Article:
COMMENT | Place leadership in GM: continuity or change

Lucy Wallwork LUC GM Update CropWe are all busy “levelling up”. But what values should be guiding this next round of transformations of Greater Manchester’s towns and cities, asks Lucy Wallwork of environmental consultancy LUC. Do we need more of the same or something new?

At the Place North West Greater Manchester Development update, with a great deal of change on the horizon, this choice between continuity and change was at the centre of the debate.

The challenges the city region faces in 2021 feel distant from those of Manchester’s transformative 1990s, when the first towers were being planned for Salford Quays.

Today we are all planning, designing and placemaking against a backdrop of legally binding net zero goals, the COP26 negotiations and the jarring Dasgupta Review on biodiversity, not to mention air quality levels that contribute to 1,200 deaths a year.

The dramatically different approach to placemaking this demands is one centred on resilience in terms of climate and the economy, and which is focused on the needs of future generations. But it is also one that sets a precedent – “does things differently”, as we Mancunians like to say.

So how can the planning system respond? Here I set out how the approach of both local authorities and the development community need to shift to align with 21st century challenges.

Local authorities: place leadership and breaking down silos

Local authorities are being faced with a raft of new duties under the Environment Bill. That means every bit of land at every scale must work harder for nature recovery and climate resilience.

A huge uplift in resourcing is required to lead on these design and environmental challenges. But it also means breaking down silos, so that every department has ownership of net zero strategies and Green and Blue Infrastructure Strategies. It needs place leadership.

Swinton Combined Now And Could Have Been

Missed opportunities for place resilience in Swinton town centre. Credit: LUC

Resources are undeniably tight. But even with those financial constraints, there are opportunities for new approaches.

Oldham Council’s plans for town centre recovery, for example, are not shaped around another shopping centre, but instead start with a linear park and an 160-acre urban farm.

This is what place leadership looks like in a climate emergency, in three steps:

1. As the active travel Bee Network comes to life over the next decade, 50% of parking space is removed, and 50% of that land is gifted to the city as parks and public realm. Where publicly owned, the rest could be disposed of to raise funds for green and blue infrastructure.

This would work on the principles of something like ‘induced public life’ – just as ‘induced traffic’ theory has demonstrated over the years, providing more space for people and nature will encourage public life to flood back into our town centres.

Usefully, the students at the Manchester School of Architecture made a start for us on this in 2019.

2. The Bee Network being rolled out across GM needs to perform multiple functions – other teams beyond transport planning need to be brought on board with a holistic approach so that new infrastructure performs multiple functions beyond travel, such as providing pollinator corridors and soaking up stormwater.

Leicester Mill Lane

Leicester Mill Lane rain gardens (implemented as part of the Connecting Leicester Initiative) bring active travel together with climate resilience and placemaking. Credit: Tom Jonson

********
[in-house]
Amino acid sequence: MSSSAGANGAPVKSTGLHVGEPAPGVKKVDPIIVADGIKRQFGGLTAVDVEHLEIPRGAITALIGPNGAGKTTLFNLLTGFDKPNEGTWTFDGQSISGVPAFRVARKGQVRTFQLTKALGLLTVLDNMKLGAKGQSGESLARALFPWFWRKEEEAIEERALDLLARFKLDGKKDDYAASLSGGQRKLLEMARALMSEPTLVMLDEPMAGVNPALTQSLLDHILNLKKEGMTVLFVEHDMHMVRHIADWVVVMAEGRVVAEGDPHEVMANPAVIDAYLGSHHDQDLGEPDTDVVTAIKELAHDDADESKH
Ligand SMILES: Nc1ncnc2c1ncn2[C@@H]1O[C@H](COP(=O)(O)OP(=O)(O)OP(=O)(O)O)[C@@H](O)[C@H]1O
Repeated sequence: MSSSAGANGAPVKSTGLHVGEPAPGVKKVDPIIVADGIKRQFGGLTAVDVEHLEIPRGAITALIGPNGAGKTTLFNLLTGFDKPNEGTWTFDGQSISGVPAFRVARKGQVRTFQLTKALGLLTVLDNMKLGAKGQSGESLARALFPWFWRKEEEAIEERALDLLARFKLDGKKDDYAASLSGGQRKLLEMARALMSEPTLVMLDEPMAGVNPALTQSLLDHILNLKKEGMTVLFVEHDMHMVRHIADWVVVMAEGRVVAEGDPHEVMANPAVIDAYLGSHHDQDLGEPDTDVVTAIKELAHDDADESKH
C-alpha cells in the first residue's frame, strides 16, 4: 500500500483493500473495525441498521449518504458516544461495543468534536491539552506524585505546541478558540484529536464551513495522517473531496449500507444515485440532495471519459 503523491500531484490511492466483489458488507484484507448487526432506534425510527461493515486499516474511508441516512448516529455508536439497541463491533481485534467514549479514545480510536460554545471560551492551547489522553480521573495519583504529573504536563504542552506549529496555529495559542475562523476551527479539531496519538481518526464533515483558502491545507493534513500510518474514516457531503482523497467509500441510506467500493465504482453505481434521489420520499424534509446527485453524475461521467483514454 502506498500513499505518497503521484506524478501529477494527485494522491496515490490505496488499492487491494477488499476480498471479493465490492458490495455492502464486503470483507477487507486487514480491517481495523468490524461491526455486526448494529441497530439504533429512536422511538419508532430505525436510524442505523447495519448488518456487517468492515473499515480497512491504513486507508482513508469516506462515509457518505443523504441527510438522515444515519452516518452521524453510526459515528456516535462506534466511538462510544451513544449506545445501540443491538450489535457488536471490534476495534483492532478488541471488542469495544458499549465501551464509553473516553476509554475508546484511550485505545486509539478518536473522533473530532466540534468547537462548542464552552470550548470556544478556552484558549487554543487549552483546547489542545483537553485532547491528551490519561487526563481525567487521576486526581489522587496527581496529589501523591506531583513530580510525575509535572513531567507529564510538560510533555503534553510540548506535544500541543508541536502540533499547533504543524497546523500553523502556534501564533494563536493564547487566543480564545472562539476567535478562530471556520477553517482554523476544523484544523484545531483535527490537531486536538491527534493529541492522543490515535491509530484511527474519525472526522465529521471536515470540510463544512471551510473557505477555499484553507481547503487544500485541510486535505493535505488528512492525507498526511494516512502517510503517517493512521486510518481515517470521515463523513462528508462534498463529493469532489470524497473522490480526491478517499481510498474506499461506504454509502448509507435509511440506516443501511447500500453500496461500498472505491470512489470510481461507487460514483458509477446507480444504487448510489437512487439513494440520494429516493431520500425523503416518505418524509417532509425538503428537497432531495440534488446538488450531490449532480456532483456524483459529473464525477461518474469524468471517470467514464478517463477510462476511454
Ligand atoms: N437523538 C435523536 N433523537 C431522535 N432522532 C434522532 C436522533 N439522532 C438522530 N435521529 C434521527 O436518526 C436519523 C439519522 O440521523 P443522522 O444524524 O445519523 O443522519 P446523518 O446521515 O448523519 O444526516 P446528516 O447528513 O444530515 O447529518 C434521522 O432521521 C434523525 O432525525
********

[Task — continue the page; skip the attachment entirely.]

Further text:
3. A dedicated Green Infrastructure officer at each authority tasked with bringing together teams including highways, environment, planning and regeneration. They would be responsible for not only ensuring that multifunctional green spaces are delivered in every town and city, but that they are weaved together with green routes to create a blue-green trellis on which the rest of the place grows.

None of this is unprecedented. We have seen it happen in towns and cities within the UK and abroad. It just takes imagination.

Development community: being bold and leading with the green and blue

Development schemes need to start in a different place too.

Green and blue infrastructure has too long been an expensive add-on to the leftover space around the buildings, and that sits at the roots of many a problem.

So, find a seat at the table on day one not only for the engineers, architects, project managers and quantity surveyors, but also for the landscape architects and ecologists. Only by designing in the blue and green at the very first stages can we start to tackle the thorny challenges of ongoing maintenance .

The precedent exists to do this – just look at the initial ‘Building with Nature’ , which prove we can add both economic and social value to schemes simultaneously.

The newly minted Environment Bill now legally requires 10% biodiversity net gain, so why not let it sit at the heart of your placemaking strategy?

New voices

Finally, rethinking how we do things this fundamentally will need a new set of voices at the table.

We need to listen to the younger generation within our organisations – sustainability runs in their DNA in a way it might not for senior leadership figures. Let’s keep finding space for them on our conference panels too.

  • Lucy is a senior planner at LUC. The planners, designers, ecologists and heritage experts at LUC are guided by the goal of leaving a better legacy through the places they create – supporting developers on individual schemes as well as providing strategic planning and critical friend services to local authorities.

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